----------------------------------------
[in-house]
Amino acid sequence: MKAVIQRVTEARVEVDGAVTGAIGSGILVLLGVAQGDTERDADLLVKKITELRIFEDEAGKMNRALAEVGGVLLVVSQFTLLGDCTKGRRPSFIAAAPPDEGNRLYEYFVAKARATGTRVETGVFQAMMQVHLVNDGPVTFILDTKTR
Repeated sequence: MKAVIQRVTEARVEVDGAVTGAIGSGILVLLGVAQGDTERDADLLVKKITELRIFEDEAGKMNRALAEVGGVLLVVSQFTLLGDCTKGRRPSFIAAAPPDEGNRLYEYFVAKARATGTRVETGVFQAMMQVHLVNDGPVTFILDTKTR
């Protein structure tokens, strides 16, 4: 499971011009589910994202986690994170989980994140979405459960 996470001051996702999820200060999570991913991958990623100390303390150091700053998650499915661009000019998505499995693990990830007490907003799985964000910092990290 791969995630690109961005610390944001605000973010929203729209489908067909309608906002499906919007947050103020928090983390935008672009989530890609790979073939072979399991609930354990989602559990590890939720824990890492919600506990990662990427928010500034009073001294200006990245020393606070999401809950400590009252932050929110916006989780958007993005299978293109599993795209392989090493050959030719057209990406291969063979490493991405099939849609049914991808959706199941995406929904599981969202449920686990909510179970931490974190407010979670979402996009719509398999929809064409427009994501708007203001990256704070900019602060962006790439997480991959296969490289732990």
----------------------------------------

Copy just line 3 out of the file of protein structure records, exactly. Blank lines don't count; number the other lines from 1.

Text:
Repeated sequence: MKAVIQRVTEARVEVDGAVTGAIGSGILVLLGVAQGDTERDADLLVKKITELRIFEDEAGKMNRALAEVGGVLLVVSQFTLLGDCTKGRRPSFIAAAPPDEGNRLYEYFVAKARATGTRVETGVFQAMMQVHLVNDGPVTFILDTKTR